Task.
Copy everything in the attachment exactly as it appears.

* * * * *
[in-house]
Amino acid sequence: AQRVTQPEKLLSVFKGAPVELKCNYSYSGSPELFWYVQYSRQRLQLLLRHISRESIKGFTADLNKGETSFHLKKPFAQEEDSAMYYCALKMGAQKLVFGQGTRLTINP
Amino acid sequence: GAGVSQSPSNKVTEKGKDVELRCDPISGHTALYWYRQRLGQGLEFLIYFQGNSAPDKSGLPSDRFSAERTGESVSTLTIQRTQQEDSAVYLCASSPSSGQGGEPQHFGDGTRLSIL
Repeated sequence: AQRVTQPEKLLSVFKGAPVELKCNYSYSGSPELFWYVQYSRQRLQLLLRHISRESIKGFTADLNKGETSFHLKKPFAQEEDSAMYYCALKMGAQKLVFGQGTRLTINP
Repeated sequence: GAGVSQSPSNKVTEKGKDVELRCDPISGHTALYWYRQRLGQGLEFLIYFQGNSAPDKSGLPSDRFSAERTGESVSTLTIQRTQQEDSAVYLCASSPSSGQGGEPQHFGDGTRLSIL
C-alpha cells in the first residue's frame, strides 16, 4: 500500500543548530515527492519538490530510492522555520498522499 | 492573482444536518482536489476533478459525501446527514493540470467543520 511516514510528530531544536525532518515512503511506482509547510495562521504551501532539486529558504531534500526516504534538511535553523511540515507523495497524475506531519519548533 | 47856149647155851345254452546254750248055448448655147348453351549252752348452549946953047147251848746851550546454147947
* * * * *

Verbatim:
[in-house]
Amino acid sequence: AQRVTQPEKLLSVFKGAPVELKCNYSYSGSPELFWYVQYSRQRLQLLLRHISRESIKGFTADLNKGETSFHLKKPFAQEEDSAMYYCALKMGAQKLVFGQGTRLTINP
Amino acid sequence: GAGVSQSPSNKVTEKGKDVELRCDPISGHTALYWYRQRLGQGLEFLIYFQGNSAPDKSGLPSDRFSAERTGESVSTLTIQRTQQEDSAVYLCASSPSSGQGGEPQHFGDGTRLSIL
Repeated sequence: AQRVTQPEKLLSVFKGAPVELKCNYSYSGSPELFWYVQYSRQRLQLLLRHISRESIKGFTADLNKGETSFHLKKPFAQEEDSAMYYCALKMGAQKLVFGQGTRLTINP
Repeated sequence: GAGVSQSPSNKVTEKGKDVELRCDPISGHTALYWYRQRLGQGLEFLIYFQGNSAPDKSGLPSDRFSAERTGESVSTLTIQRTQQEDSAVYLCASSPSSGQGGEPQHFGDGTRLSIL
C-alpha cells in the first residue's frame, strides 16, 4: 500500500543548530515527492519538490530510492522555520498522499 | 492573482444536518482536489476533478459525501446527514493540470467543520 511516514510528530531544536525532518515512503511506482509547510495562521504551501532539486529558504531534500526516504534538511535553523511540515507523495497524475506531519519548533 | 47856149647155851345254452546254750248055448448655147348453351549252752348452549946953047147251848746851550546454147947